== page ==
Glam in a world of grit: Dixie Roundup Queen Sarah Kemp

ST. GEORGE – Rodeo was born out of the western lifestyle. The job of Roundup Queen is to promote understanding of that way of life. Sarah Kemp, this year’s Dixie Roundup Queen, is proud to do just that.

“It’s something that I like to share with people because I was blessed enough to grow up in this lifestyle,” she said. “Not everyone gets that, so anyway I can share it is a good way that I can help the public.”

Dixie Roundup Queen Sarah Kemp, St. George, Utah, date not specified | Photo courtesy of Sarah Kemp, St. George News
Dixie Roundup Queen Sarah Kemp, St. George area, Utah, date not specified | Photo courtesy of Sarah Kemp, St. George News

A natural horsewoman, Kemp family photo albums are filled with her earliest moments on horseback.

“We have pictures of me when I was just a little baby and I’m sitting on the front of a saddle with my mom and my brother,” she said. “My brother might be crying and I’m just sitting there with a big smile on my face.”

Horsemanship is a key factor in rodeo queen competition.

“Horsemanship is a really big one because, just like in beauty pageants where they have a talent, horsemanship is our talent,” she said. “It’s what separates us from the normal beauty queen.”

The ability to discuss the history of rodeo and explain the series of events is also required.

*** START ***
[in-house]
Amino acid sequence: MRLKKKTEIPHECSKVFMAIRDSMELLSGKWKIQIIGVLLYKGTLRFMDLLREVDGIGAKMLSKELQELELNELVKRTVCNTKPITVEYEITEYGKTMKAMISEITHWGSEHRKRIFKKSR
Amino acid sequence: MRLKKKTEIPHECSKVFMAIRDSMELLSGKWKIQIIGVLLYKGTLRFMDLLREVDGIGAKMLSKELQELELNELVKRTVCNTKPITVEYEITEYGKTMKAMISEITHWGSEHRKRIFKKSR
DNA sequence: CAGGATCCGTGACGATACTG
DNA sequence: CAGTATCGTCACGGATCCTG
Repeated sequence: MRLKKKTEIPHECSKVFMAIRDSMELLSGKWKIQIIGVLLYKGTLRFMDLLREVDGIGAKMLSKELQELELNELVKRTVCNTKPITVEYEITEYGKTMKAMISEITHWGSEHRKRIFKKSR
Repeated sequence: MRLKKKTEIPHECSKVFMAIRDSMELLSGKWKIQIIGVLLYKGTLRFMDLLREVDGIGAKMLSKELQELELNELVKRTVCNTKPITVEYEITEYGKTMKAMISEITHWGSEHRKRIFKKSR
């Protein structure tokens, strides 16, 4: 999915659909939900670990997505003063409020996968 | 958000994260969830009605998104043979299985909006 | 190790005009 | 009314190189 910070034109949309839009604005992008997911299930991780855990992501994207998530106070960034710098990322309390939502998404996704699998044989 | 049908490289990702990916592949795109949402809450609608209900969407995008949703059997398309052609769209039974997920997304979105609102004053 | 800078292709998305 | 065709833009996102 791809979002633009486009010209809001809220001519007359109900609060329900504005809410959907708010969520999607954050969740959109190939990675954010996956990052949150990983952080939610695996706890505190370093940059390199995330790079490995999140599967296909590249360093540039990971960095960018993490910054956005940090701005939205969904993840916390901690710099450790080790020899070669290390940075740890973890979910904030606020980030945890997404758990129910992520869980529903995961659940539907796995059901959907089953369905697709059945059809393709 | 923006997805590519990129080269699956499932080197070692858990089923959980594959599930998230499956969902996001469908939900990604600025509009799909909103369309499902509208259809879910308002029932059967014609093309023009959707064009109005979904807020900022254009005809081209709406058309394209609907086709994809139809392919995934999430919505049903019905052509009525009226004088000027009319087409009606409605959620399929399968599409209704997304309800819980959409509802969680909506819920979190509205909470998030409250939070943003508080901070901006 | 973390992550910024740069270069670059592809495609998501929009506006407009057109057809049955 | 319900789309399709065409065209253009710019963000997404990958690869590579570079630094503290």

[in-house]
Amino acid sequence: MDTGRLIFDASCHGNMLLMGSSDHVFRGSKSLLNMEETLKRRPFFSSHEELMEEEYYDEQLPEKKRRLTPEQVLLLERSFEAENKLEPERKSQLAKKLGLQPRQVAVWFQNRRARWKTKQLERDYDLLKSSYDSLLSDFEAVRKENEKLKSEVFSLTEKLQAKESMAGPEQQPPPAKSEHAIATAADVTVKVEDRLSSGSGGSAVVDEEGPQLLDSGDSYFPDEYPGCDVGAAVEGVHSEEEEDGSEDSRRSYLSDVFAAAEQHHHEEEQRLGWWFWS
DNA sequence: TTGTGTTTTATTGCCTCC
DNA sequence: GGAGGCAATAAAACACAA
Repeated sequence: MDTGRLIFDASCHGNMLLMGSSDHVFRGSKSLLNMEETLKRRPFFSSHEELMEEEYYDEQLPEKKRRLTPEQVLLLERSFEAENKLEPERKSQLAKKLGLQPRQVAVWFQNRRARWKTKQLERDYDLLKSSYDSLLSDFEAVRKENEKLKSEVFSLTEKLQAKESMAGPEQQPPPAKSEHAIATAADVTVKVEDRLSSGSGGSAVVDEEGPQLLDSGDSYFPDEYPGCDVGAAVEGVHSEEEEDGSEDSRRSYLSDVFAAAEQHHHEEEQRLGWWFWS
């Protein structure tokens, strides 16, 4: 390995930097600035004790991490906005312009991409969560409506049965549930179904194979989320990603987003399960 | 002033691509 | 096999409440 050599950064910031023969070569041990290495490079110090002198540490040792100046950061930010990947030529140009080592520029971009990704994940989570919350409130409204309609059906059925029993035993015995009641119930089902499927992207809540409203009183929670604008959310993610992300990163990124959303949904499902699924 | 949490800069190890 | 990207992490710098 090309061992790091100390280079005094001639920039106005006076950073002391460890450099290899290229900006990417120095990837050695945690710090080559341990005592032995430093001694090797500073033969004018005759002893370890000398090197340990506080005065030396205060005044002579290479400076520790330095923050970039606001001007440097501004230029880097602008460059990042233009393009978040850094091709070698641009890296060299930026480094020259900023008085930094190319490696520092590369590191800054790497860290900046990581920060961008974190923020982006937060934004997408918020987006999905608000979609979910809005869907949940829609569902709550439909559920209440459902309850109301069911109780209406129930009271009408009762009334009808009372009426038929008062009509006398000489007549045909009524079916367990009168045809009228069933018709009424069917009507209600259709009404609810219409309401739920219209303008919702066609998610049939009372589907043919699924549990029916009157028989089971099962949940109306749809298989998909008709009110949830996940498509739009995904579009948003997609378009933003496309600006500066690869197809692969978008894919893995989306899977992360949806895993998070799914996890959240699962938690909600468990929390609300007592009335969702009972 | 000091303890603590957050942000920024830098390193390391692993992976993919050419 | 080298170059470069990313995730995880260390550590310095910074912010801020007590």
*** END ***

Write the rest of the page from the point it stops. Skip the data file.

“We’re there to not only spread the news about our rodeo but to invite people to come and not only just be a rodeo spectator but to become a true fan.”

Rodeo royalty must be able to answer unexpected questions and be the public face of the rodeo they represent.

“It is because we’re constantly talking to the public and educating them and you never know what questions they’re going to ask you,” she said. “So you always want to know a little bit more than you really need to.”

Kemp makes sure she has enough information to answer questions from all ages and has the ability to transition from talking with children one minute to public leaders the next. She’s happy to share the origin of rodeo events, most of which are simply ranch chores – very difficult ranch chores.

“Saddle bronc is actually the original rodeo event because that’s what they would do to break the horses,” she said.

Two years ago, on the school tour, a girl asked her why she was so sparkly and why she wore so much make-up. She explained that queens wear a lot of make-up so the crowd can see their faces. The rhinestones help locate the rodeo queen in a crowd.

“As a rodeo queen, I am obviously dressed-up to stand out,” she said. “There’s a quote and it’s ‘be the glam in a world full of grit’ and I like to apply that to a rodeo queen.”

Kemp considers the Dixie Roundup her hometown rodeo and gaining the crown was, as one might expect, the fulfillment of a dream. She has many fond memories of visiting the Sunbowl to watch the Roundup with her family.

“The Dixie Roundup is a rodeo where you can go and someone knows your name,” she said. “It’s place where you can see old friends and enjoy a good hot dog and at the same time enjoy the excitement of a rodeo.”


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